Honeybees are among the most amazing miracles of a working farm. Cows eating a sunshine driven, regenerative food like grass and making such delicious milk, or pigs eating the scraps and left-overs from the whole farm and turning it into bacon are surely some of the more note-worthy homestead marvels. But the honey bee colony is a mind-numbing nebulous of life, and one of their most fascinating aspects popped up just the other day: a swarm of bees! If you didn’t know what was happening, it’s a bit frightening to look up and see a cloud filling the air with what looks like a violent, very upset group of airborne stingers. In reality though, a swarm is a very specific action and nothing about it is mad or angry. A hive that produces a swarm has simply run out of room, created a new queen, and the old queen must leave. She takes a great many of the worker bees with her to find a new home.
After a few minutes of aimless buzzing around the queen will find a place to gather and wait for worker bees to hunt for a new home. All the bees begin to rapidly gather around the queen wherever she lands – this is often on a bush or high up on a tree limb, but today the queen picked a fence post!
Nice and low to the ground at least. I’ve caught dozens of swarms and catching them in a five gallon bucket tied to the end of a 20’ pole is tricky! The idea is to capture the bees in a bucket, quickly put the lid on, and then literally pour the bees into an empty hive. When a swarm is on something fixed like a fence post, I just take a brush and sweep the bees in a great big ball right into my bucket.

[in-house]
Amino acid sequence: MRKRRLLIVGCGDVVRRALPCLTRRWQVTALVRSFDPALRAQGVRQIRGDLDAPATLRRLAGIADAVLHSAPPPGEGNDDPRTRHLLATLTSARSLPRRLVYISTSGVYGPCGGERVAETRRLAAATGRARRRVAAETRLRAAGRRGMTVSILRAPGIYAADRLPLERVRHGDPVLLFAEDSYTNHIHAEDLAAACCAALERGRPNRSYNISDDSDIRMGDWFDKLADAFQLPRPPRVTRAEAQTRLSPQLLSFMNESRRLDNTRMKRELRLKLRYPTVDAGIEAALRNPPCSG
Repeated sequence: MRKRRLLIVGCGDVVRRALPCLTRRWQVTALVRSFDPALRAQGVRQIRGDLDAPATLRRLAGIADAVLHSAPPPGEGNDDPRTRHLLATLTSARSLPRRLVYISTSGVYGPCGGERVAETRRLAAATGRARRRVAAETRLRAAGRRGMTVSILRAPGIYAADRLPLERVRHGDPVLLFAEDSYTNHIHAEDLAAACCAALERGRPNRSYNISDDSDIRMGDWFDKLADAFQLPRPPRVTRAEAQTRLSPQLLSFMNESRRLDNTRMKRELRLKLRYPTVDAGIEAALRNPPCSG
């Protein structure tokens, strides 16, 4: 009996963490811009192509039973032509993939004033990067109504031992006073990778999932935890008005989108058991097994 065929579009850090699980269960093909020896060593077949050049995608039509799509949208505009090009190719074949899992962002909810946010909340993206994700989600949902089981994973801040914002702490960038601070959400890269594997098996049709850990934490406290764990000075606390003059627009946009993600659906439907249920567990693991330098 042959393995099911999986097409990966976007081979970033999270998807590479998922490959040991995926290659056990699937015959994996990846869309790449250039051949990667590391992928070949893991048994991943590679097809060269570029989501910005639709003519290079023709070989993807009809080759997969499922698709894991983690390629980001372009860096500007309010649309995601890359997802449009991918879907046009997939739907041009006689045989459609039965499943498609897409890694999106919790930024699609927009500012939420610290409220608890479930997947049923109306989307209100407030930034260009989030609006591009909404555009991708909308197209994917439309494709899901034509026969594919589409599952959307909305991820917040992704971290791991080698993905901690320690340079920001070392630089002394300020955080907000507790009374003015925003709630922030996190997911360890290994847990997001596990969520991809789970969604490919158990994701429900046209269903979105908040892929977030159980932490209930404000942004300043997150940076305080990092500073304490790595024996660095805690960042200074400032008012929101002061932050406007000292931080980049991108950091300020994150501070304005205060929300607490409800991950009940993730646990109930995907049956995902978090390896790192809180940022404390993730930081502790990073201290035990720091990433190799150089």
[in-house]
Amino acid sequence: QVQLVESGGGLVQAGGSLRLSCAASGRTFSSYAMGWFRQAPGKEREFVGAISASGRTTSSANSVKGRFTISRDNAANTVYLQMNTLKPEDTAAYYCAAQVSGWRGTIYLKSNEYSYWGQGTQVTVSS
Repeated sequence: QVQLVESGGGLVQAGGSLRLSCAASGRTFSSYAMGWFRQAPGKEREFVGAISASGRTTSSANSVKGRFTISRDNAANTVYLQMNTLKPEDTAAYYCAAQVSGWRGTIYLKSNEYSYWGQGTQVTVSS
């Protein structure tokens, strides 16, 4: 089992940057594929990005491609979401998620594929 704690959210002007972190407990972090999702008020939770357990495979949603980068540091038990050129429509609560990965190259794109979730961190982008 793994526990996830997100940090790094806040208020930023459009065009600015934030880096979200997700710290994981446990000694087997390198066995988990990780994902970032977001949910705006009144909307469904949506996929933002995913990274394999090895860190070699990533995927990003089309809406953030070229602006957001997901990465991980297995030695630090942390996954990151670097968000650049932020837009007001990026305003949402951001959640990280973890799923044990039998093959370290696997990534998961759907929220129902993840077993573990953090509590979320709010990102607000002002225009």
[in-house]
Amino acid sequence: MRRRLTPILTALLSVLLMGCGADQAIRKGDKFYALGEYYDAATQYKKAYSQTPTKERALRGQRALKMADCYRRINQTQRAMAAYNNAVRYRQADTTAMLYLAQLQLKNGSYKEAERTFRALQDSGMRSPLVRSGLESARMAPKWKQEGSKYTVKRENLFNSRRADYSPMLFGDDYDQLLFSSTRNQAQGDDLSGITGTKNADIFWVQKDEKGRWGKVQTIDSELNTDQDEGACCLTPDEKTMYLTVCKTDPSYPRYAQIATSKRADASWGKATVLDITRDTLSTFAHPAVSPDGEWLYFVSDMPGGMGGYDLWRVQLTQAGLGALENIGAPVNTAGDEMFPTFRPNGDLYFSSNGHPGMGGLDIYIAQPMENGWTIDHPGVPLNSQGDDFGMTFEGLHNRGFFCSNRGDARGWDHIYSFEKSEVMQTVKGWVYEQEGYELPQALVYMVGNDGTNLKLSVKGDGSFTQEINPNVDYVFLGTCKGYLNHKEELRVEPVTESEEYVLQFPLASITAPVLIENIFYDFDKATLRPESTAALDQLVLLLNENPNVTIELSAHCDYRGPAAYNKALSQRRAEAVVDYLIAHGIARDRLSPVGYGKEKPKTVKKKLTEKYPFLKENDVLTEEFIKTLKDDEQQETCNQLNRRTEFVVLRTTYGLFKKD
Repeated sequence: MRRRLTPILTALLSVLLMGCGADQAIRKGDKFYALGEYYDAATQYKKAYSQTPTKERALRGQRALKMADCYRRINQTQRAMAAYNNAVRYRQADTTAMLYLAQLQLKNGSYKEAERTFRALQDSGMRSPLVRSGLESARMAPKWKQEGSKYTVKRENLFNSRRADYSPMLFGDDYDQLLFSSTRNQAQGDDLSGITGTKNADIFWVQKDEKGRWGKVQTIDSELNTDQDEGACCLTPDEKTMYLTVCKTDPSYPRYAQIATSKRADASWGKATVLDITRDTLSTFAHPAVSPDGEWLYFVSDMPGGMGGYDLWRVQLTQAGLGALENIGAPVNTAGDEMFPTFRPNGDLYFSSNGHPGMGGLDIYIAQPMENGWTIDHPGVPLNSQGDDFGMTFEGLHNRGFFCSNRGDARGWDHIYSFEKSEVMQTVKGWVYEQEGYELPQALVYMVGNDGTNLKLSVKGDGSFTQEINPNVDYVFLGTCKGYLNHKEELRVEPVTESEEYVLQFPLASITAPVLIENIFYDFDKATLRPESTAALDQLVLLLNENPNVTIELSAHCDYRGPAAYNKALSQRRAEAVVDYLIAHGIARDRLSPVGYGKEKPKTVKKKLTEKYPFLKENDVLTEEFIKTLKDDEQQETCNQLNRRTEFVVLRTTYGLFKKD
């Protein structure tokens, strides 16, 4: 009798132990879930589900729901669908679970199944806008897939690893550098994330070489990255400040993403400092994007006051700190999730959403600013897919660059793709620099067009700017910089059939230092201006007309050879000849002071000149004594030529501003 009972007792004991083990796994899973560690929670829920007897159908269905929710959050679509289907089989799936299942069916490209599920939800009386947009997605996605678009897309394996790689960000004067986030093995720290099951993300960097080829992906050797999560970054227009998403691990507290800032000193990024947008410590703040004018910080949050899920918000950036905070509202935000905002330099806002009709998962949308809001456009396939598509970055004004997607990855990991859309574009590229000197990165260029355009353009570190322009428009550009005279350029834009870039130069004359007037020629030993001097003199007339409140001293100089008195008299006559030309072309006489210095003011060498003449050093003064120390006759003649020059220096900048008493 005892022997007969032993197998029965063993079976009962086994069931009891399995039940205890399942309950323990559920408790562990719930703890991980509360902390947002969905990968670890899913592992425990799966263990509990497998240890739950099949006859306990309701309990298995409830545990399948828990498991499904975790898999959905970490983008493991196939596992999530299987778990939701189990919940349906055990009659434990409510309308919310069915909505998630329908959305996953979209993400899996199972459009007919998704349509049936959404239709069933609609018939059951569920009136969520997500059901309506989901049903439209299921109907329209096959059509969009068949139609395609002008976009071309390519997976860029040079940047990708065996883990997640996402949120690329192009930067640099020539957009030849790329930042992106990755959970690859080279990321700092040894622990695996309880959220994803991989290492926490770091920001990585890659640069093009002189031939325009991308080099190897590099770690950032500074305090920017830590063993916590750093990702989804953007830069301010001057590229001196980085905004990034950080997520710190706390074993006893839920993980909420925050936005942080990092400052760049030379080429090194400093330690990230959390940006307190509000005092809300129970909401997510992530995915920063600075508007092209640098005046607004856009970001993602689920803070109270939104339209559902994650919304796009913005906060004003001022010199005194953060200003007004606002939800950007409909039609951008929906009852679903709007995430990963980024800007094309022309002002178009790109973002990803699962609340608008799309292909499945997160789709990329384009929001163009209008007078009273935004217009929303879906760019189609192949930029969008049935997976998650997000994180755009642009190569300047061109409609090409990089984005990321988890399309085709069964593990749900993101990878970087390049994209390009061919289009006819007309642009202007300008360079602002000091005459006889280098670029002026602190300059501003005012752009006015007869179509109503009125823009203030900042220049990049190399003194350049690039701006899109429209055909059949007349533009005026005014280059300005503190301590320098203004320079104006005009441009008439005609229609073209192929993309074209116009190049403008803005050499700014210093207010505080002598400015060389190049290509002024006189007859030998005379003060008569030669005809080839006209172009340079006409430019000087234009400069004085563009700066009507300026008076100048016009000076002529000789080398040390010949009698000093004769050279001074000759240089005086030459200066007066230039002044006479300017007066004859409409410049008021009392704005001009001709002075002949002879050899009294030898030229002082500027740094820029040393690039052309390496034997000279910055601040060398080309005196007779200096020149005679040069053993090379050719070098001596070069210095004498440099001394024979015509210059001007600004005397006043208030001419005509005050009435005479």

Check out this little video of me sweeping the bees into my bucket, then placing them into their new hive:
This fence post was easy to get to, but the queen proved hard to get. It’s a good idea to get as many of the worker bees as you can in the bucket, but the only bee that matters is the queen. Once you put her in the empty hive, all the worker bees will follow her pheromone and in the matter of a half hour or so they’ll all end up in the new hive. I’ve managed to capture a few swarms in one grab, but this one must have taken me a dozen trips back and forth with my bucket to successfully capture the queen bee.
We’ll see how this new hive fairs. Ninety-nine percent of the time you won’t get any honey to harvest the first year from a swarm, but next year maybe we’ll rob a little of God’s amazing, insect produced goodness!